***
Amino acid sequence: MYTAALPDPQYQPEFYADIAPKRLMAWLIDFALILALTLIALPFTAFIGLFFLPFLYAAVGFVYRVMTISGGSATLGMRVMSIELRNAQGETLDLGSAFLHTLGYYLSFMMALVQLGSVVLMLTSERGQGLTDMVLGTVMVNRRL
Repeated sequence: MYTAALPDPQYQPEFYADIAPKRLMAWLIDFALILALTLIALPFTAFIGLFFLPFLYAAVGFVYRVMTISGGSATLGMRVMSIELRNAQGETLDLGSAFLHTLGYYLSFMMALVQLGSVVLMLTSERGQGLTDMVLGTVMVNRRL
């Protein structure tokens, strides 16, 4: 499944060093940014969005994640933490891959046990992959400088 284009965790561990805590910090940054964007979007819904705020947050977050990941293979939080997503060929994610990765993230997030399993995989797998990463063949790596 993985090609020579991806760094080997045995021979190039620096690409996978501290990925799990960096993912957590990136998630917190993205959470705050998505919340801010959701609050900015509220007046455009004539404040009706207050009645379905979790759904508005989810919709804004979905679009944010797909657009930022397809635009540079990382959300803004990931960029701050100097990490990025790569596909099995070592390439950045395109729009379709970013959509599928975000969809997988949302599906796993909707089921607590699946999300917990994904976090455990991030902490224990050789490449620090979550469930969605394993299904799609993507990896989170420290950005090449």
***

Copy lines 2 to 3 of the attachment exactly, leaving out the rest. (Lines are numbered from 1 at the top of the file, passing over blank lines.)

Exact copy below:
Repeated sequence: MYTAALPDPQYQPEFYADIAPKRLMAWLIDFALILALTLIALPFTAFIGLFFLPFLYAAVGFVYRVMTISGGSATLGMRVMSIELRNAQGETLDLGSAFLHTLGYYLSFMMALVQLGSVVLMLTSERGQGLTDMVLGTVMVNRRL
């Protein structure tokens, strides 16, 4: 499944060093940014969005994640933490891959046990992959400088 284009965790561990805590910090940054964007979007819904705020947050977050990941293979939080997503060929994610990765993230997030399993995989797998990463063949790596 993985090609020579991806760094080997045995021979190039620096690409996978501290990925799990960096993912957590990136998630917190993205959470705050998505919340801010959701609050900015509220007046455009004539404040009706207050009645379905979790759904508005989810919709804004979905679009944010797909657009930022397809635009540079990382959300803004990931960029701050100097990490990025790569596909099995070592390439950045395109729009379709970013959509599928975000969809997988949302599906796993909707089921607590699946999300917990994904976090455990991030902490224990050789490449620090979550469930969605394993299904799609993507990896989170420290950005090449």